Keeping hope alive
When I sat in a downtown Toronto hotel room for a lengthy one-on-two interview with Echols and his wife, Lorri Davis (who also produced the film), just after their screening at the 2012 Toronto International Film Festival, I found myself grasping for a way to ask them about what they'd been through. I tell them that as a Canadian almost nothing about their story computes, that all I could think watching the film was "what the..."
I stop myself from swearing, because they both have the quiet gentility that often accompanies religious faith. Echols, who looks like a Tim Burton character as played by Johnny Depp courtesy of an outfit and shades that evoke Roy Orbison, answers in measured, thoughtful tones.
"I don't know how they do it here, but in the U.S. all these people like judges, prosecutors, attorney generals are elected -- just like senators, just like congressmen. Their number one priority is always, 'What's going to help me win the next election?' So when they realize they made a mistake, or sometimes they do it deliberately, they just set people up. But you know, if they come out and admit we sent an innocent person to death, and allowed a murderer to walk the streets for the past 20 years, they know they're going to lose the next election. So they're gonna fight tooth and nail and do everything they can to cover that up. Keep it hidden."
Another reason for an attorney general to fight? The estimated cost of compensation for a wrongful conviction. In the movie, there's an estimate that a settlement for Echols could run in the neighbourhood of $60 million.
"Exactly," says Echols. "And when you see the level of corruption and stuff, I mean, it's a lot deeper than you see in the film."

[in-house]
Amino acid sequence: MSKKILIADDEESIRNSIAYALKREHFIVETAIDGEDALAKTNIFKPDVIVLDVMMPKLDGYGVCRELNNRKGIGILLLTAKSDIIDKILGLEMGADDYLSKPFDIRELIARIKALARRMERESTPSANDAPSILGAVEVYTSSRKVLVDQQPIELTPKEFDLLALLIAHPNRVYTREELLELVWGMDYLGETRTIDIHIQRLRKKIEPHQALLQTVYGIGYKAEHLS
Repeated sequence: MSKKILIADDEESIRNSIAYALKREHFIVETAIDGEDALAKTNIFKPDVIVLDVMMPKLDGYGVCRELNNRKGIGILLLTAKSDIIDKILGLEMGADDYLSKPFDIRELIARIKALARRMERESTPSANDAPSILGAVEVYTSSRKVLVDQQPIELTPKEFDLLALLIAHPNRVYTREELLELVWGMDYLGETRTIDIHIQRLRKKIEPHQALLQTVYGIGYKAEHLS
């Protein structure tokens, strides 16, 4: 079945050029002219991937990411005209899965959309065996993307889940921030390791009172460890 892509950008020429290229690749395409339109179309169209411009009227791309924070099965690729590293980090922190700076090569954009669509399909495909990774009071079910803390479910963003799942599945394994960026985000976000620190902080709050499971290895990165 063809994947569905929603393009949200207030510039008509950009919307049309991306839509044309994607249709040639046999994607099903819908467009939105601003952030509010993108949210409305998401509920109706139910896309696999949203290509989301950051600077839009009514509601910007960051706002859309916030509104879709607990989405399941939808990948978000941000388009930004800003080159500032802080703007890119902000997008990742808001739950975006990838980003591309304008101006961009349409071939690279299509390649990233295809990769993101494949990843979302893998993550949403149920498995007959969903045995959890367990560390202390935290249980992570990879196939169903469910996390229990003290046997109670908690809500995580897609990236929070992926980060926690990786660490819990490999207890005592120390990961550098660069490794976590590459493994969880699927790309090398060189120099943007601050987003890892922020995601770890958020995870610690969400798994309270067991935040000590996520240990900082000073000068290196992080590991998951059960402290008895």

Davis, a ringer for Jeanne Tripplehorn circa Basic Instinct, weighs in.
"There are so many things that we wished could go into in the film, but they couldn't just because there wasn't enough time. It would have been a 20-hour film. But the brutality of the department of correction in Arkansas, especially where Damien was being held, it was almost day-to-day keeping him safe and keeping him from being horribly mistreated. You see when he walks out in the end, into the courtroom, he's just bare bones."
Echols completes the thought. "Right now I'm 60 pounds heavier than I was when I got out of prison about a year ago. Right now I weigh about 200 pounds. When I got out, at one point I got down so low I reached 116."
When I ask how they kept hope alive, Davis brightens. "It was always alive. I mean, it was always just the way we did it."
Says Echols, "A lot of it was not focusing on the case, just focusing on each other..."
Davis continues, "and our relationship was always..."
"Build a world together," says Echols.
"Yeah," says Davis. "Spirituality and research or study. Damien was great; he's a very good disciplinarian so he inspired me to bring discipline into my life as far as learning to meditate, and it all becomes about building a really strong core so that you can endure it."